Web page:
[DPF: You can play the blame game but I'm a realist. Waitangi Day will never be a day of celebration about all things good about NZ. That is partly because of course there were many Treaty breaches and naturally that does not lead to celebrations. Let Waitangi Day be about Waitangi, but NZ Day about everything good about NZ]

    Vote: Thumb up 0 Thumb down 0 You need to be logged in to vote
  12. Peter (1,699 comments) says:

    >>Waitangi IS New Zealand day

    Too political. Too one sided.

    We want something inclusive, positive and celebratory.

    Vote: Thumb up 0 Thumb down 0 You need to be logged in to vote
  13. Camryn (538 comments) says:

    Germany, from whence our MMP hails, already has ethnic threshold exclusions. However they work there could be a start for here. Does anyone know how the Germans define an ethnic party?

    Vote: Thumb up 0 Thumb down 0 You need to be logged in to vote
  14. Buggerlugs (1,592 comments) says:

    Poor old Peter. Must have rained where he went on holiday, or his family, like his political comrades, want to have as little to do with him as possible and so he sits out in the garden shed cogitating. Big bruv is right.

    PS Peter – most of the 4 million just want a fucking holiday. Inclusivity has nothing to do with it.

    Vote: Thumb up 0 Thumb down 0 You need to be logged in to vote
  15. Hagues (703 comments) says:

    “reduce the threshold from 5% to 4%, waive the threshold for Maori parties”

    What happened to being all equal under the law? Racism is bad in either direction. This country will never move on when there is the Maori and everybody else.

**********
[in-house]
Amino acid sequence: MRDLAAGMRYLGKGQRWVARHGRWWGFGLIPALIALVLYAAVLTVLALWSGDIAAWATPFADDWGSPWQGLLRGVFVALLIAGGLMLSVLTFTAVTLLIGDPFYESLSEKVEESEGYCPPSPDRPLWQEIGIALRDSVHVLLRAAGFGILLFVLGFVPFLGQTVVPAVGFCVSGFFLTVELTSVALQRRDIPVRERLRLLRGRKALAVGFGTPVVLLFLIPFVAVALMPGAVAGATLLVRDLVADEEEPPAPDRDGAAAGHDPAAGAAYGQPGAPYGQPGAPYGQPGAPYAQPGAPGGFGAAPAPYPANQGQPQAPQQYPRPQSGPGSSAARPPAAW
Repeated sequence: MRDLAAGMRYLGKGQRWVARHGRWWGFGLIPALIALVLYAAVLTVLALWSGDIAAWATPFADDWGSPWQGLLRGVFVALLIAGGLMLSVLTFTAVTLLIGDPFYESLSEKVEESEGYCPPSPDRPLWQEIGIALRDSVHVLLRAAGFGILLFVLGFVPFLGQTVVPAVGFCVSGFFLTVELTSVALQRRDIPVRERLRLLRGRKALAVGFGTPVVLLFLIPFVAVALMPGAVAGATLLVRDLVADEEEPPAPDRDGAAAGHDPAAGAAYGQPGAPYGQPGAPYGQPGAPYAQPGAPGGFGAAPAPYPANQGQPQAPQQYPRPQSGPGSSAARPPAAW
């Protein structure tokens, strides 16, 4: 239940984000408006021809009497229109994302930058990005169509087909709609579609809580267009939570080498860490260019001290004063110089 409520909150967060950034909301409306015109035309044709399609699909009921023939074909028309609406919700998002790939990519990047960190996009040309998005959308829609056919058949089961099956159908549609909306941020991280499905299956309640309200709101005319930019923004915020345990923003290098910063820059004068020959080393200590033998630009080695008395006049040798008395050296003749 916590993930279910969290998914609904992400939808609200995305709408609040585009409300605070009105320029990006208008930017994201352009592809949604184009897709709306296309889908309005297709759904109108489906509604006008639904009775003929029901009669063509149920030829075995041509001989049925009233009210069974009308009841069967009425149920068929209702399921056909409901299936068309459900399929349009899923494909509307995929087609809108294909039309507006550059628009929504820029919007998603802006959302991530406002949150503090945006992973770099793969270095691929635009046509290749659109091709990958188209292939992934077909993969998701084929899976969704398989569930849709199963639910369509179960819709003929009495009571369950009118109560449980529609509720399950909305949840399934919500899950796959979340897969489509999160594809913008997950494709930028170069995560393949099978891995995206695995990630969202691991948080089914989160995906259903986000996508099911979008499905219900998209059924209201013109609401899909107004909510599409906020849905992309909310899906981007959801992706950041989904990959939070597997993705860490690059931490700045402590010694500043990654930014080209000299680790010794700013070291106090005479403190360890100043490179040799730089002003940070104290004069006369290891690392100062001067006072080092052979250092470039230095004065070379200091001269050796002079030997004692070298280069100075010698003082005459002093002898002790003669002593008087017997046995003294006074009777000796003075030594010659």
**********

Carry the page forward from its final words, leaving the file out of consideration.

Vote: Thumb up 0 Thumb down 0 You need to be logged in to vote
  16. Adolf Fiinkensein (2,887 comments) says:

    Abolish the Maori seats and waive the threshold for Maori parties only. Madness. Suddenly all Maoris will be white. Like that fulla with all the hair and bullshit. What’s his name again? Pita Pau. Not to mention old Hemi Anatene.

    Vote: Thumb up 0 Thumb down 0 You need to be logged in to vote
  17. Peter (1,699 comments) says:

    >>most of the 4 million just want a fucking holiday. Inclusivity has nothing to do with it.

    On the contrary. I suspect many people would like both a holiday and a cause to celebrate the nation.

    Having lived elsewhere, I feel that opportunity is missing here.

    Waitangi should be that day. I guess it might be if the issue ever gets settled.

    Sometime in 3055, perhaps…

    Vote: Thumb up 0 Thumb down 0 You need to be logged in to vote
  18. MikeG (425 comments) says:

    How do you define a Maori party?

    Vote: Thumb up 0 Thumb down 0 You need to be logged in to vote
  19. slijmbal (1,230 comments) says:

    As an immigrant…

    I don’t have the stats for NZ but practically every other country (other than GB with ludicrous EEC rules) that I’ve seen has stats that validate the immigrants are better citizens than the incumbents.

    Less unemployment
    Less crime
    Less use of the welfare state

    etc

    Don’t throw the baby out with the bath water – there is a specific class of immigrant, typically economic or (so called) refugee, who do cause issues but don’t hurt the ones who improve the country in the process.

    oh – I was told to purchase various tomes and read up about X, Y, Z before coming here – abosutely usesless – summarised by “spitting is not acceptable”. There is no support for immigrants – thank god – we’ll sort it out ourselves – I can mover around the planet – I think I can sort out getting a house, a job , a life – better than 1/2 the kiwis on the benefit. Immigration, of the right sort, is good.

    Vote: Thumb up 0 Thumb down 0 You need to be logged in to vote
  20. Ratbiter (1,265 comments) says:

    I find it hard to get behind the idea of the “Civics course” without knowing more about what it would actually teach.

    If it is simple nuts & bolts stuff (what the road rules are, the mechanisms of our democracy, basic NZ history) then cool.

    If it strays into “A good New Zealander should behave like THIS…” territory then I would be strongly opposed.

    Vote: Thumb up 0 Thumb down 0 You need to be logged in to vote
  21. slijmbal (1,230 comments) says:

    Ratbiter,

    the stuff I was told to read (20 years ago) was surprisingly PC – but then again I moved from Holland, a left of centre country, to NZ, a damn site more left of centre country.

    The way to bring in citizens is to remove all social aspects and be whorish – NZ is attractive to many Europeans – get the best in.

    Vote: Thumb up 0 Thumb down 0 You need to be logged in to vote